A wise and companionable friend asked why I don't write in this blog often enough. I didn't have a good answer for her, so this means I must write in the blog. And give her an appropriate pseudonym. Shall we call her Riboflavin? Excellent.
Summer has been a busy blooming time for this 'ere rose: I've worked-out, interviewed, and -- most importantly -- written. Physical therapy for Achilles tendonitis just ended: it really worked this time, and I'm keeping up the foot exercises, weight-lifting, and pilates religiously at my gym. In a year, I will have gone from a hobble to running up stairs. Nothing short of a miracle after three years of chronic pain. It also doesn't hurt that all this working out has slimmed me down a bit, too. A bit lower in the poundage, and I think I'll get myself a blue silk sari.
The interviewing I mentioned has all been with the same company, which I'll name Logos to keep it private. I've had two interviews and one editing test so far -- the process has dragged all summer. I can well believe it when economists state that companies are taking their time with new hires. My first interview went swimmingly, but I'm a bit anxious about how the second went. Sure, it was a success in any case because my clothes were made of flaming red womanpower, but in the broader scheme of things, I'm not sure I sold myself particularly well. The woman behind the desk had interviewed several just before me, and she was clearly pressed for time. I may not have sounded it, but I felt like I was screaming, "I'm a people person!" à la Office Space. Oh well. I'll find out next week as to whether I've got a cubicle at Logos, or a dismissive pat on the rump.
At least my real words are working for me. This has been the writing summer of wonder. In just two months, one short story is awaiting acceptance or rejection at a random webzine, one short story is being read by some of my readers, another chapter has been written, and several short stories are emerging from their beginning phase. Creative words clutter my notebooks, my voice recorder, my waking and dreaming thought. I've even revived the old writing group and spread my fire, putting up word exercises and reading others' submissions, not to mention finally tackled the three novels my Aunt Violet sent to me some time ago. A lot of word confidence is spinning around my head, and I want to use it to its fullest before I get my first rejection.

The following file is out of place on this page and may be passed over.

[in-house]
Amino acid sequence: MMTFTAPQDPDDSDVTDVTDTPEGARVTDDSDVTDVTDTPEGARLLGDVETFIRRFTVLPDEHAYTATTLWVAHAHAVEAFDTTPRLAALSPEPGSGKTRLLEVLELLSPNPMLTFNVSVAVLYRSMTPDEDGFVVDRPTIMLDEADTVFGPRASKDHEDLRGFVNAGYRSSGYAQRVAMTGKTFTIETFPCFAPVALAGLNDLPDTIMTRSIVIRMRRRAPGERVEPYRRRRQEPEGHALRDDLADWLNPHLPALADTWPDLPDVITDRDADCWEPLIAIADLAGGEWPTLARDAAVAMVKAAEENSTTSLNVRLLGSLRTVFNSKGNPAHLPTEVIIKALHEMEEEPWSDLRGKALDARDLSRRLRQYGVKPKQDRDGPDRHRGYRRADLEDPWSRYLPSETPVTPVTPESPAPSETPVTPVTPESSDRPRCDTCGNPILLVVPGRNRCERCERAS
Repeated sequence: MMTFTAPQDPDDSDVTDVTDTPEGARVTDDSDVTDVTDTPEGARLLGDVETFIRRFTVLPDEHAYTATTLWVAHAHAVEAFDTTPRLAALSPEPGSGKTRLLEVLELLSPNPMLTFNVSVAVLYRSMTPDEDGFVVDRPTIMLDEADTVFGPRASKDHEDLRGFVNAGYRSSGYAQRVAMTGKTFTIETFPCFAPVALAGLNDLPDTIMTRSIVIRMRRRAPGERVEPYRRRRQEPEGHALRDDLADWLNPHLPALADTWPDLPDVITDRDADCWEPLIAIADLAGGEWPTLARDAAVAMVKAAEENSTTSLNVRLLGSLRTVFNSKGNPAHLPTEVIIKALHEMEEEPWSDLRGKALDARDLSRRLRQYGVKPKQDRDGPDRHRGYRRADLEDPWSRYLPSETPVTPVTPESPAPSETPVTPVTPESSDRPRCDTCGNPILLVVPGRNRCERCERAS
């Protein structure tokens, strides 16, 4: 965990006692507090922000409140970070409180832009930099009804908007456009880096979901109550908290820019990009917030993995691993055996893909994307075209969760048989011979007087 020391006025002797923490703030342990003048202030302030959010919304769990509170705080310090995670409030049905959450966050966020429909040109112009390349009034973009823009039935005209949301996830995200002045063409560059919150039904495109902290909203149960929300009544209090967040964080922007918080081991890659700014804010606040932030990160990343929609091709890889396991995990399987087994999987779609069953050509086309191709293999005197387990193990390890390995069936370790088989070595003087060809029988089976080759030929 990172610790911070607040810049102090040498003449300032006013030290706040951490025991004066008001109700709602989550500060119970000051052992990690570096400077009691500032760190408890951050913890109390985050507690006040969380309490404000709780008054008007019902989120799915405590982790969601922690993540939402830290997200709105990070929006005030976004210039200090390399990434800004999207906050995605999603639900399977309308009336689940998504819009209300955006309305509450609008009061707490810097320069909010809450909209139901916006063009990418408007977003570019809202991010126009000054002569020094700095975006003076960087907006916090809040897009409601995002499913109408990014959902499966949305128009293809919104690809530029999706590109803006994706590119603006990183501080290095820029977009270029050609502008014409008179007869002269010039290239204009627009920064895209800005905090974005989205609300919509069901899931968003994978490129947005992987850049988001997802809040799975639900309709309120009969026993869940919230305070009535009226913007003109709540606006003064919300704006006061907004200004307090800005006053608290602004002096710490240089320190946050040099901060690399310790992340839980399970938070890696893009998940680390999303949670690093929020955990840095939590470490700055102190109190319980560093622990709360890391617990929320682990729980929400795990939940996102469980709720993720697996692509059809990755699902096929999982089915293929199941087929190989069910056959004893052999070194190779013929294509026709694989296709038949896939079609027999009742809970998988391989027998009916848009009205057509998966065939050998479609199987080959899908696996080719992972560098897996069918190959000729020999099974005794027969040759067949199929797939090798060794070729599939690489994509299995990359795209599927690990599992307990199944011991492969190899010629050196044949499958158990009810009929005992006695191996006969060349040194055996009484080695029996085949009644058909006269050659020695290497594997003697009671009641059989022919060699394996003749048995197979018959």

Looking back, I can understand why "beginning phase" sounds rather pathetic. "So what if short stories are in a beginning phase?" you might ask. "That's what, a paragraph?" So let me explain my phases to you. Being the lunatic organizer I am, I have a master list of all stories in progress, color-coded according to phase of writing. The last three phases have to do with publication. There are also the writing and review phases, two and three, respectively. The beginning phase includes early research, which can be enormous, particularly for the science-fiction. It also includes character and world creation. Most importantly, it encompasses only one form of writing: the first sentence. Anything beyond the first sentence --even the title -- is second phase, since a short story tends to flow well for me after that. There's so much pressure to produce a good first sentence that I've had stories sit that way for weeks after everything else is done, waiting for the right set of words to blast it off. So much of writing is sheer work, not inspiration, but that first sentence has to be dynamine. It has to appeal to the curious, suggest questions. It's what makes an editor keep reading. Thus, I'm willing to wait for inspiration. I just got the first sentence to one of the phase-one stories and I'm very excited to finally begin. Onward with the words!